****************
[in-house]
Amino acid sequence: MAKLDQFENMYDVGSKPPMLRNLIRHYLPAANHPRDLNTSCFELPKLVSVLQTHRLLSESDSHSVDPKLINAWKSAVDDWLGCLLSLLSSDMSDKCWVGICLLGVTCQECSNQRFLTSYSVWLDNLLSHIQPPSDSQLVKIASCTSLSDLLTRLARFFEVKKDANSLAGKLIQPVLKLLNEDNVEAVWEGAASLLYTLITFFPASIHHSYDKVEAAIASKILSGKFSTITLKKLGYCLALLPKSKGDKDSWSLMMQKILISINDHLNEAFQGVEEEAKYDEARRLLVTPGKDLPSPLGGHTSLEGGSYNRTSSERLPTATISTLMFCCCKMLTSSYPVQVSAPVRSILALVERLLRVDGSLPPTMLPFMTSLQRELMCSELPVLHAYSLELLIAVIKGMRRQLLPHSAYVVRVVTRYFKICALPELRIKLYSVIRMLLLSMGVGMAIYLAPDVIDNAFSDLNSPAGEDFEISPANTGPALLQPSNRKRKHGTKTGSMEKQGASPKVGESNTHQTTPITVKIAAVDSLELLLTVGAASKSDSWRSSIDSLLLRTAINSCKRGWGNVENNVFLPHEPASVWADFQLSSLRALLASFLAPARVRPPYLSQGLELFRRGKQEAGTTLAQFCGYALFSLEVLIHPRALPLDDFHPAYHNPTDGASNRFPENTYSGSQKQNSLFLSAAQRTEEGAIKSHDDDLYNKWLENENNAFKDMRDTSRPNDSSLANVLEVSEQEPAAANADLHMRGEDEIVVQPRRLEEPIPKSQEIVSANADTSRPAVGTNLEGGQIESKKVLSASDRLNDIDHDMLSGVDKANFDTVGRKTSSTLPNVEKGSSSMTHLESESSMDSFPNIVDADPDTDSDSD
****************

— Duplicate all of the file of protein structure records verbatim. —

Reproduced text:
[in-house]
Amino acid sequence: MAKLDQFENMYDVGSKPPMLRNLIRHYLPAANHPRDLNTSCFELPKLVSVLQTHRLLSESDSHSVDPKLINAWKSAVDDWLGCLLSLLSSDMSDKCWVGICLLGVTCQECSNQRFLTSYSVWLDNLLSHIQPPSDSQLVKIASCTSLSDLLTRLARFFEVKKDANSLAGKLIQPVLKLLNEDNVEAVWEGAASLLYTLITFFPASIHHSYDKVEAAIASKILSGKFSTITLKKLGYCLALLPKSKGDKDSWSLMMQKILISINDHLNEAFQGVEEEAKYDEARRLLVTPGKDLPSPLGGHTSLEGGSYNRTSSERLPTATISTLMFCCCKMLTSSYPVQVSAPVRSILALVERLLRVDGSLPPTMLPFMTSLQRELMCSELPVLHAYSLELLIAVIKGMRRQLLPHSAYVVRVVTRYFKICALPELRIKLYSVIRMLLLSMGVGMAIYLAPDVIDNAFSDLNSPAGEDFEISPANTGPALLQPSNRKRKHGTKTGSMEKQGASPKVGESNTHQTTPITVKIAAVDSLELLLTVGAASKSDSWRSSIDSLLLRTAINSCKRGWGNVENNVFLPHEPASVWADFQLSSLRALLASFLAPARVRPPYLSQGLELFRRGKQEAGTTLAQFCGYALFSLEVLIHPRALPLDDFHPAYHNPTDGASNRFPENTYSGSQKQNSLFLSAAQRTEEGAIKSHDDDLYNKWLENENNAFKDMRDTSRPNDSSLANVLEVSEQEPAAANADLHMRGEDEIVVQPRRLEEPIPKSQEIVSANADTSRPAVGTNLEGGQIESKKVLSASDRLNDIDHDMLSGVDKANFDTVGRKTSSTLPNVEKGSSSMTHLESESSMDSFPNIVDADPDTDSDSD